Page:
Chinese music enlivens the holiday

By Michelle Qiao (Shanghai Daily)
Updated: 2007-04-29 11:01
Chinese music enlivens the holiday
Paris-based Chinese composer Chen Qigang. [Photo by yangqing.com]
Spring is a season to appreciate new leaves and hear new music. Two Chinese orchestras will bring a fresh Chinese breeze by playing two contemporary compositions with Chinese elements during the May Day holiday.

The Shanghai Symphony Orchestra will play Paris-based Chinese composer Chen Qigang's award-winning piece "Iris" at the He Luting Concert Hall next Thursday.

Six Chinese female folk musicians will play the suite for grand orchestra, three female voices and three traditional Chinese instruments.

"Iris" is a kind of blue flower. The Chinese name of the piece, "The Butterfly Loves the Flower," is adapted from a form of ancient Chinese poem, which was famous for describing the nuances in relationships between man and woman.

"I wrote the piece when I was 50 years old and thought I understood women and life," says the 56-year-old Shanghai-born composer who moved to France 20 years ago.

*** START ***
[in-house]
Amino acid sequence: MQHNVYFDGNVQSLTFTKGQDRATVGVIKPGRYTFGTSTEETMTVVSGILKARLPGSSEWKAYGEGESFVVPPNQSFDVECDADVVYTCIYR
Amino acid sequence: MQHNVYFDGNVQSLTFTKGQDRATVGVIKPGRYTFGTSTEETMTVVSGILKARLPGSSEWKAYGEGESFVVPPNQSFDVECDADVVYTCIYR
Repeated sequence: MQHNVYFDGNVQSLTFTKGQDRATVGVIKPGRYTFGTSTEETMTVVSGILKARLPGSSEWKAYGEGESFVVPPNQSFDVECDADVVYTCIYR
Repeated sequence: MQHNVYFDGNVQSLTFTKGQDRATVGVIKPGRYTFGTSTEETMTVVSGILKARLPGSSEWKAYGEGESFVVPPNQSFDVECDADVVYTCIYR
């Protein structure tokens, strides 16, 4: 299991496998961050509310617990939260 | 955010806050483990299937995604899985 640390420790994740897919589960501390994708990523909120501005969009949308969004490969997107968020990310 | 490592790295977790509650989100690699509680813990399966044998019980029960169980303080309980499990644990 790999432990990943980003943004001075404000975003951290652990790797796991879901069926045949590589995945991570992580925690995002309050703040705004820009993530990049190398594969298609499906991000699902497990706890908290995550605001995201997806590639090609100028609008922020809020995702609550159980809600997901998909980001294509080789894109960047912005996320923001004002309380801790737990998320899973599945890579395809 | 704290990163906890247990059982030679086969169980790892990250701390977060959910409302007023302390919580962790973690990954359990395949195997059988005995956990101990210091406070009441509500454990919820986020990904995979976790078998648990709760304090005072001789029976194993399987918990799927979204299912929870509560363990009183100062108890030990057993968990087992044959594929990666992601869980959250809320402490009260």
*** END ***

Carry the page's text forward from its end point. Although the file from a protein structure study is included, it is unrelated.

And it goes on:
The composition describes nine characters of women - innocent, shy, sensitive, dissolute, gentle, jealous, sentimental, hysterical and passionate. The piece has received positive reviews from both professional and ordinary audiences, according to Chen.

The composer, the last student of contemporary maestro Olivier Messiaen, says he hasn't surpassed "Iris" in his compositions.

"I couldn't bear to hear some of my early works being played - they were so immature in terms of mixing Eastern and Western cultures," says Chen. "I'm thinking of destroying some early works totally. I believe it's enough for a composer to leave behind only one or two high-quality compositions in the world during his lifetime."

Chen will explain his favorite "Iris" in a talk with the audience before the performance.

"I don't want this piece played at the Shanghai Grand Theater, Shanghai Concert Hall or Pudong's Oriental Arts Center," says Chen. "The smaller but more academic He Luting Concert Hall with good acoustics is the perfect place for this piece."

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